Anne here, introducing my friend and fellow writer, Dr. Jennifer Kloester. Jennifer is the author of the wonderful Georgette Heyer's Regency World, which was first launched in Melbourne (my home city). Of course, being a lifelong Heyer addict, I had to go to the launch, and the rest is… history.
Her book was released in the US in August 2010 and I'm delighted to present Jennifer Kloester here as a Word Wench guest.
I should add that if any wenchly reader hasn't read Georgette Heyer, they're missing something wonderful. I'm asking readers to share their first and favorite Heyer, so there will be a list in the comments to help guide you.
Jen, tell us how you first came to Georgette Heyer's books. What was your first?
I was living with my husband (an engineer) in a small mining town in the remote Star Mountains in Papua New Guinea and the YWCA had a little library in one of the houses which had several Georgette Heyer novels. My first book was Friday’s Child which has been a favourite ever since. I was delighted when I discovered that it was Georgette’s own personal favourite among her Regencies.
What made you decide to study the world Heyer created for your doctoral dissertation?
We had moved to the Middle East in the mid-1990s and I had begun reading Georgette Heyer again. At the time I was studying for my Bachelor of Arts in history and literature as an off-campus student. I had done some study while living in PNG and had taken it up again in Bahrain (it took me thirteen years to eventually get that degree – at the rate of one subject a semester). Anyway, I was having a lovely time re-reading Georgette’s novels and discovering some I hadn’t read and introducing her to friends who didn’t know her work. In 1996 I had the idea of writing a kind of ‘handbook’ to her novels. You know, explaining all the things that might not be familiar to a modern reader – what a barouche looked like and a pelisse, and all about etiquette and dancing and coaches. Things like that.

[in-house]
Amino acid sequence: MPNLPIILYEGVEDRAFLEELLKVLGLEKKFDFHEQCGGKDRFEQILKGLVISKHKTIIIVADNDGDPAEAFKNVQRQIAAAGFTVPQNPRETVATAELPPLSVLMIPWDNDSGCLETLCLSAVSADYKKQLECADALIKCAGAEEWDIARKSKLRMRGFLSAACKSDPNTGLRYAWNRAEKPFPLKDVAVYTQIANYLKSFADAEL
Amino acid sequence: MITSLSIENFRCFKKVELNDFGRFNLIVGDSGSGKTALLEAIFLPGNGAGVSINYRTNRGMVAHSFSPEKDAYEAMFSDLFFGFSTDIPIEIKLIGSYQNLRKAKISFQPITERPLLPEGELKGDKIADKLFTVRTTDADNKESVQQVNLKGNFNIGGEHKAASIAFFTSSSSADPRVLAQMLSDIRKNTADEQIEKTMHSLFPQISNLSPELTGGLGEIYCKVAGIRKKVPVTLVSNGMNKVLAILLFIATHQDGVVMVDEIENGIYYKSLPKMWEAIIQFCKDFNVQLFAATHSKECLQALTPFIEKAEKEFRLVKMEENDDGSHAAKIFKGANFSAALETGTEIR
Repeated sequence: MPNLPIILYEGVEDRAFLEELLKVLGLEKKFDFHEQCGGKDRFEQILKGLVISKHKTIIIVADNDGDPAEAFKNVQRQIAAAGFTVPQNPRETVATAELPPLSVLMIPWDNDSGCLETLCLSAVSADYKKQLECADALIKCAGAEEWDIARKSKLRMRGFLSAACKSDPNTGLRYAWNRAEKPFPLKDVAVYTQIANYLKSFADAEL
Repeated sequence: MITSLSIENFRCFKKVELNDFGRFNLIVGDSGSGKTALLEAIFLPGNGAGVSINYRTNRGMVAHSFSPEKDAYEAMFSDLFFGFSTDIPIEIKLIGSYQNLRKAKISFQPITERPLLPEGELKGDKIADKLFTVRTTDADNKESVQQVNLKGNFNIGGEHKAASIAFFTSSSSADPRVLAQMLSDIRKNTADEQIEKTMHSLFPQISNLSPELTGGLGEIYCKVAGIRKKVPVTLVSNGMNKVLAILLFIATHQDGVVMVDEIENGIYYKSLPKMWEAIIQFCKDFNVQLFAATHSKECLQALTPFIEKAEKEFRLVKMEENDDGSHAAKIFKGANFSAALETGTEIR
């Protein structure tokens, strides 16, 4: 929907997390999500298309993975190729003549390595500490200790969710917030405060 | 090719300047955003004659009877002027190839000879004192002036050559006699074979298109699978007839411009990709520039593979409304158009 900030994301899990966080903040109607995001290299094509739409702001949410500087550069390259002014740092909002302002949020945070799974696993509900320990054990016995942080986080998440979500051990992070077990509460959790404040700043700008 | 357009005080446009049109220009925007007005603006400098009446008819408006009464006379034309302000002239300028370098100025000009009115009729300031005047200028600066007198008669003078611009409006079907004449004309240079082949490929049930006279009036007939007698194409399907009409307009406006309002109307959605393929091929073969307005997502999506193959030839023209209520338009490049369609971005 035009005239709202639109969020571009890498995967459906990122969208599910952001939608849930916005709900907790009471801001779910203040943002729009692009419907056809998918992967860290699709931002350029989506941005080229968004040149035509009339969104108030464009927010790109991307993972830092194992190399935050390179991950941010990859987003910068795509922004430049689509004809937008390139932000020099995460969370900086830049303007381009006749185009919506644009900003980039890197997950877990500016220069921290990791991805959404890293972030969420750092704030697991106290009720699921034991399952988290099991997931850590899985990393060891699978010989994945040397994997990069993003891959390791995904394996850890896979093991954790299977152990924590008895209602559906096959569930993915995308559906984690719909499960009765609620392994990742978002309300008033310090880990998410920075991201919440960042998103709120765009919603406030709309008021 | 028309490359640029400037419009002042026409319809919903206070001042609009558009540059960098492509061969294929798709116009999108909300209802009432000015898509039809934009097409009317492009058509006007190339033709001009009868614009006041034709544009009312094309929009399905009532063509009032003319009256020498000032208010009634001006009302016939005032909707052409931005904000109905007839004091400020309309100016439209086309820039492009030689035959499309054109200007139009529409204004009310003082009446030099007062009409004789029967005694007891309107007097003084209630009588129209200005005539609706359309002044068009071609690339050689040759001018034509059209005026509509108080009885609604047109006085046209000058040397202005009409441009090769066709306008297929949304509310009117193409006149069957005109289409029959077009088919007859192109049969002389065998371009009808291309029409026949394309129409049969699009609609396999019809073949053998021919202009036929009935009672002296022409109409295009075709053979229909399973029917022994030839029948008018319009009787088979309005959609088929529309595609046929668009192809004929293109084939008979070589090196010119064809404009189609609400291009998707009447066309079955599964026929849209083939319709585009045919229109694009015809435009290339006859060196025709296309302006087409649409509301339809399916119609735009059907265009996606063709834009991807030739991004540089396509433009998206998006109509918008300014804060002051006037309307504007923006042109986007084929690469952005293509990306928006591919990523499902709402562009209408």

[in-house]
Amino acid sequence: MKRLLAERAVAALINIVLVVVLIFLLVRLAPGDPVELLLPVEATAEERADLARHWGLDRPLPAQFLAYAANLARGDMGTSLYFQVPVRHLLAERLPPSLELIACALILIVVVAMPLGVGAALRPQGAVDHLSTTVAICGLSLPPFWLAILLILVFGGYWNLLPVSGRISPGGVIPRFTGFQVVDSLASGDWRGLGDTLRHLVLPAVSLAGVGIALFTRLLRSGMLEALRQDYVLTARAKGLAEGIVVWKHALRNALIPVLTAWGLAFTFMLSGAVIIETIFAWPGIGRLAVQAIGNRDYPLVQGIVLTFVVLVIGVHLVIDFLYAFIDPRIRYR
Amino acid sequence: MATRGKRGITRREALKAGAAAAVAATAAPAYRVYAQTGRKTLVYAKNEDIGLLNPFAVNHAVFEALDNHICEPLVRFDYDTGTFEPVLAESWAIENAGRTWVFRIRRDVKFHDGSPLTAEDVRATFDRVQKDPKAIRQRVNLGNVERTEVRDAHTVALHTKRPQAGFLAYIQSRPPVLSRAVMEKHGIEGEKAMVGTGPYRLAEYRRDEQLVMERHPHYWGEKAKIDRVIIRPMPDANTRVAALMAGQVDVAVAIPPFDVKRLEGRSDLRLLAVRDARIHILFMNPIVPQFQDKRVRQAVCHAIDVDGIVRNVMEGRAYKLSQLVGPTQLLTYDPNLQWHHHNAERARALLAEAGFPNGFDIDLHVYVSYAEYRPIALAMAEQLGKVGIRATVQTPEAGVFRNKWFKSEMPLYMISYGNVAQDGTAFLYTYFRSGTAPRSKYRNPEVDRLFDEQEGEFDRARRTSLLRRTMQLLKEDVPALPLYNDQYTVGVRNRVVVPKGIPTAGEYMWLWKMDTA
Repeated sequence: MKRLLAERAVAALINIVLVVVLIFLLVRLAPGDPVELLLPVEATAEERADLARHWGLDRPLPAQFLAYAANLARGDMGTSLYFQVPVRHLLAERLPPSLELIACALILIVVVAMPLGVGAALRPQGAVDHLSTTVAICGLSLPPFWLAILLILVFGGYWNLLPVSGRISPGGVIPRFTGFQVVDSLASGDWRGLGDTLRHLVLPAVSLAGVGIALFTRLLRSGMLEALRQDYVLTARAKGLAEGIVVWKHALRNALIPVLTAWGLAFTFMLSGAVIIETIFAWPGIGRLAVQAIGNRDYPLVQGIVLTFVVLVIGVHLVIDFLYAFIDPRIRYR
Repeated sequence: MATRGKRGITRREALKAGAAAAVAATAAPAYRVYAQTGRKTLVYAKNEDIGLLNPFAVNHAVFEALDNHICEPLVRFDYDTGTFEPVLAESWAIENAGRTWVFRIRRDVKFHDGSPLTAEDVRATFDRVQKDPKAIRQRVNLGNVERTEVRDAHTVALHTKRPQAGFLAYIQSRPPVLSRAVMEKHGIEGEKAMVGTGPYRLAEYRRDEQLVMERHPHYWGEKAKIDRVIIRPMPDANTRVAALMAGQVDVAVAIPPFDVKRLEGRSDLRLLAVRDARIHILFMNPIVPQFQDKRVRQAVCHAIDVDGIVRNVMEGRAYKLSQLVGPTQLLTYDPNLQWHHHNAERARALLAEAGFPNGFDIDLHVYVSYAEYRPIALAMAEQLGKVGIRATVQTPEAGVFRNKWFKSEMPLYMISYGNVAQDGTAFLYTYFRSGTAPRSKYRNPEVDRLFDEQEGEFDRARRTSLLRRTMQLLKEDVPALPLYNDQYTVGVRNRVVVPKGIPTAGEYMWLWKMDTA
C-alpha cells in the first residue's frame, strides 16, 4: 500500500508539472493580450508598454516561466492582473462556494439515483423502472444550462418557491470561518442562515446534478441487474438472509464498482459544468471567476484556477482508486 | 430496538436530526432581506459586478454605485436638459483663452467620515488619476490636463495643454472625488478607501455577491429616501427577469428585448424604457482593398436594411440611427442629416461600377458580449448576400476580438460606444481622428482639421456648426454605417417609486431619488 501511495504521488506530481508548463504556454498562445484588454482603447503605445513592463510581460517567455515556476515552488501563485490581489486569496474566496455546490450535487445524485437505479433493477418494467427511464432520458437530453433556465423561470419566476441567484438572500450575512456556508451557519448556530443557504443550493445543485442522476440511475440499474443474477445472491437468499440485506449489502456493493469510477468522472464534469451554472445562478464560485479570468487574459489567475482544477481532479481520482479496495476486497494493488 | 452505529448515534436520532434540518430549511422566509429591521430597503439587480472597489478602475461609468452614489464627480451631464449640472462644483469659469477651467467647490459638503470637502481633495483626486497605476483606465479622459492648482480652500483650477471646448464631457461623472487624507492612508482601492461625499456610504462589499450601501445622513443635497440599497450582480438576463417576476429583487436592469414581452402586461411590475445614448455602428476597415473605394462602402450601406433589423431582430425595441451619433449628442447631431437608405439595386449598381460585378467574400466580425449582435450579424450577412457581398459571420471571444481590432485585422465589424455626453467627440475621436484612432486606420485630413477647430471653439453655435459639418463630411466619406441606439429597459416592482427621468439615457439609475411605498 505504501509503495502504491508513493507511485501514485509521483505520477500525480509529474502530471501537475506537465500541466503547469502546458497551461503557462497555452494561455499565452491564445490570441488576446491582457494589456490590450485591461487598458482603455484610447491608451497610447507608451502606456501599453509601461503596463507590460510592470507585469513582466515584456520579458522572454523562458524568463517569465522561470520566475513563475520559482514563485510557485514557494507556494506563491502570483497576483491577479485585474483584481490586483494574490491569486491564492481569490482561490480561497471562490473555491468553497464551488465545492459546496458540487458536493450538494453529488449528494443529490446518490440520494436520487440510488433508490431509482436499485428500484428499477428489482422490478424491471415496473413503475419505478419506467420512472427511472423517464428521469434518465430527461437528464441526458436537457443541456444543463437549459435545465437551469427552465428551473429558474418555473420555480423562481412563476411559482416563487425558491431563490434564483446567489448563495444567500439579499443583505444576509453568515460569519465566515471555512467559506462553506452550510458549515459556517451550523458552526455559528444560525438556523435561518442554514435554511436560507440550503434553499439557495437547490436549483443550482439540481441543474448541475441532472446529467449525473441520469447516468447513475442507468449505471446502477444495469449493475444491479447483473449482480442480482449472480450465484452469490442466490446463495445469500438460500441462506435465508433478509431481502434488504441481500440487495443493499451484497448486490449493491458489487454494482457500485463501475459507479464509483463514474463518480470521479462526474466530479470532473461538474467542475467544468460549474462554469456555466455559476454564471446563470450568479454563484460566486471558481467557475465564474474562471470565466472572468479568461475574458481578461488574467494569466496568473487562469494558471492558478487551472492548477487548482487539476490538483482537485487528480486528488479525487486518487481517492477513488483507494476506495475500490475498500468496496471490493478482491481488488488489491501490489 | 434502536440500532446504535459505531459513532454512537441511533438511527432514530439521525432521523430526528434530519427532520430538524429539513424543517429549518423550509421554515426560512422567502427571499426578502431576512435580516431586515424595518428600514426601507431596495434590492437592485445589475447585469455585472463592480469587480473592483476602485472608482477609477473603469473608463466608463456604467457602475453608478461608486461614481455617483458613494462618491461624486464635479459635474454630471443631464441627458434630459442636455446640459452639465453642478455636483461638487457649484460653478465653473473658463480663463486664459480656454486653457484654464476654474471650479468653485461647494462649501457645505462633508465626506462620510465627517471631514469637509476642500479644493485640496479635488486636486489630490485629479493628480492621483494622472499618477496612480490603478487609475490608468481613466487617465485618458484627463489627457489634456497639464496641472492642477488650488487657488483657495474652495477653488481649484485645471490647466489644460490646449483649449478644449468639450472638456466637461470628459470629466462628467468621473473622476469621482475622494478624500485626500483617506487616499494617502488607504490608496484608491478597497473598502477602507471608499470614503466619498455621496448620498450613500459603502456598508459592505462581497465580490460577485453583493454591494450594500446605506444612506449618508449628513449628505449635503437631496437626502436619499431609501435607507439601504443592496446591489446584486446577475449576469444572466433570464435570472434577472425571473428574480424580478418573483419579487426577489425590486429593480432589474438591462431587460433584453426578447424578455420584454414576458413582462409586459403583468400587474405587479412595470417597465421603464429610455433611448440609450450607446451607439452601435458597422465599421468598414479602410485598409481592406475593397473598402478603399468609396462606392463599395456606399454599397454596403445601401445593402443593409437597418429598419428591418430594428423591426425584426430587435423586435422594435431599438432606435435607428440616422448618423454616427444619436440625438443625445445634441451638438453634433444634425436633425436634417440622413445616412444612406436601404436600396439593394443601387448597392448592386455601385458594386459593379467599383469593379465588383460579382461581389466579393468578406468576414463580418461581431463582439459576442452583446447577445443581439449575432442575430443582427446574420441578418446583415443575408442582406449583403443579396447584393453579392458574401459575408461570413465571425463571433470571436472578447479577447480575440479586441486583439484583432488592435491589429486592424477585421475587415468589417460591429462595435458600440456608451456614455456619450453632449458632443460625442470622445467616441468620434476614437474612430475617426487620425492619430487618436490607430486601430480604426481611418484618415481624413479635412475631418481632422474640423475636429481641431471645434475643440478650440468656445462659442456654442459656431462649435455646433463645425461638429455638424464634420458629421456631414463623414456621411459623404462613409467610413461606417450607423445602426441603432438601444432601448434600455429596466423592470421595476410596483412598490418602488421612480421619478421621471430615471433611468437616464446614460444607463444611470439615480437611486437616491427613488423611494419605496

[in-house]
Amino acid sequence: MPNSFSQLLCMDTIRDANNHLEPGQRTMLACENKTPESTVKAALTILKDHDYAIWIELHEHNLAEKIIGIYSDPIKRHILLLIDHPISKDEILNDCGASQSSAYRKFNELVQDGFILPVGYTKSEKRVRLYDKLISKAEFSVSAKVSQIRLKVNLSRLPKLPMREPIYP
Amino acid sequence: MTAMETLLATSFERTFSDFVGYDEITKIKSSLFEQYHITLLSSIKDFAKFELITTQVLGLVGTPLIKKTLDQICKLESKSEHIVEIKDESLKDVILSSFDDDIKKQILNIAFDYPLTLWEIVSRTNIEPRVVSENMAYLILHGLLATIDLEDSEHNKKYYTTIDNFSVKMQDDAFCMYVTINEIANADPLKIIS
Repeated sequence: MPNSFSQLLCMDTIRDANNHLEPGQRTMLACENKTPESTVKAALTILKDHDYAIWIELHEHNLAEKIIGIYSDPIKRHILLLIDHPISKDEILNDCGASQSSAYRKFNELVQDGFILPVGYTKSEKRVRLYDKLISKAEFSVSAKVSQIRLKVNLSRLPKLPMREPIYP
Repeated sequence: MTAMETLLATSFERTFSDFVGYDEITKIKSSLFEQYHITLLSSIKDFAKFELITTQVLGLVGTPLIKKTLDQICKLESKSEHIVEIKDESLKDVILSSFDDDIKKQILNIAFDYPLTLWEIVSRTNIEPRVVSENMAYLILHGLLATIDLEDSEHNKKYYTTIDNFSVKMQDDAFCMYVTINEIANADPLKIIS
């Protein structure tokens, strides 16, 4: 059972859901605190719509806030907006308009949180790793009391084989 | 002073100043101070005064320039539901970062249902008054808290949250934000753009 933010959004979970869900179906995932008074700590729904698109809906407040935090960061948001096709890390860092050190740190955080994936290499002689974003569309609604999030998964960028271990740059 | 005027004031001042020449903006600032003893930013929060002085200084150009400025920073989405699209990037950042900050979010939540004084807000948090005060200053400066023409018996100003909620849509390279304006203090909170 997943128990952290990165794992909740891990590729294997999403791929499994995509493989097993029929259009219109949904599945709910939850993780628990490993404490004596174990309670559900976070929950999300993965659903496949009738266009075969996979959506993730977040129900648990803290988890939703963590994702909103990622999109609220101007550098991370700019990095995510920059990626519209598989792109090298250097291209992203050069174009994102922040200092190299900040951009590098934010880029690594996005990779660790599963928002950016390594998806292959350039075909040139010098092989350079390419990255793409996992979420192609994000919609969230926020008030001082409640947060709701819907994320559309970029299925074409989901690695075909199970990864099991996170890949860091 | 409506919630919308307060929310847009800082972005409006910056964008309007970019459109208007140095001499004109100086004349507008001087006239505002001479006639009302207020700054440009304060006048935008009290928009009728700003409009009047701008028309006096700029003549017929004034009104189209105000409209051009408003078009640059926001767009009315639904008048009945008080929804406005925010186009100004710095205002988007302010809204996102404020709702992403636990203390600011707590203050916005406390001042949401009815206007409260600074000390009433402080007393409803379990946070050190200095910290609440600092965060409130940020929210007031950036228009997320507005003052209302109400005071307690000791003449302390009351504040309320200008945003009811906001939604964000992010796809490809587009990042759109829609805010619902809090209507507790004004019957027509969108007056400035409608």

When I returned home, I finally finished my BA and began working on the handbook. I didn’t really know how to set about it but I made lots of alphabetical lists and a large card index file and slowly worked my way through her historical novels, marking them up as I went. One day I told one of my former lecturers about my project and he sat back in his chair and said ‘that’d make a fantastic PhD’. It was an epiphanic moment and it sent me off to do an Honours degree so that I could apply to do a doctorate.The year I finished the PhD was the year Random House offered me the contract for what became Georgette Heyer’s Regency World.
Your book, Georgette Heyer's Regency World, arose from your thesis. It's now become a popular reference on the Regency era. Has that surprised you?
In a way, although when I wrote the book I did it as a brand new project. It’s true that it is based on a chapter in my thesis (with the same title as it happens) but of course that chapter is a lot shorter than the book and I did almost another thesis’ worth of research for Regency World.